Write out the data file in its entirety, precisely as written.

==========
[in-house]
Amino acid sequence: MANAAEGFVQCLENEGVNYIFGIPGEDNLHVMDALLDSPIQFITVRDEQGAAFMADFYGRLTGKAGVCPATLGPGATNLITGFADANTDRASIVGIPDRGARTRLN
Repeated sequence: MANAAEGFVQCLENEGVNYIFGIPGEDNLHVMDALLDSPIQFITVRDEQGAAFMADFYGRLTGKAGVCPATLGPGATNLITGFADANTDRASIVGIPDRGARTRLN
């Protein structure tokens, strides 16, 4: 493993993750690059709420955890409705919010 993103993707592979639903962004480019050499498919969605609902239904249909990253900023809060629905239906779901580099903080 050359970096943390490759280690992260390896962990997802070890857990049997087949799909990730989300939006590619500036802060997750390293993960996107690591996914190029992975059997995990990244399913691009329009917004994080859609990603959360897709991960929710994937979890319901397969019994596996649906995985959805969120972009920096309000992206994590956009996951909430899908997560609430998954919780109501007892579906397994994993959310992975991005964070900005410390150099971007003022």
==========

[in-house]
Amino acid sequence: MANAAEGFVQCLENEGVNYIFGIPGEDNLHVMDALLDSPIQFITVRDEQGAAFMADFYGRLTGKAGVCPATLGPGATNLITGFADANTDRASIVGIPDRGARTRLN
Repeated sequence: MANAAEGFVQCLENEGVNYIFGIPGEDNLHVMDALLDSPIQFITVRDEQGAAFMADFYGRLTGKAGVCPATLGPGATNLITGFADANTDRASIVGIPDRGARTRLN
């Protein structure tokens, strides 16, 4: 493993993750690059709420955890409705919010 993103993707592979639903962004480019050499498919969605609902239904249909990253900023809060629905239906779901580099903080 050359970096943390490759280690992260390896962990997802070890857990049997087949799909990730989300939006590619500036802060997750390293993960996107690591996914190029992975059997995990990244399913691009329009917004994080859609990603959360897709991960929710994937979890319901397969019994596996649906995985959805969120972009920096309000992206994590956009996951909430899908997560609430998954919780109501007892579906397994994993959310992975991005964070900005410390150099971007003022």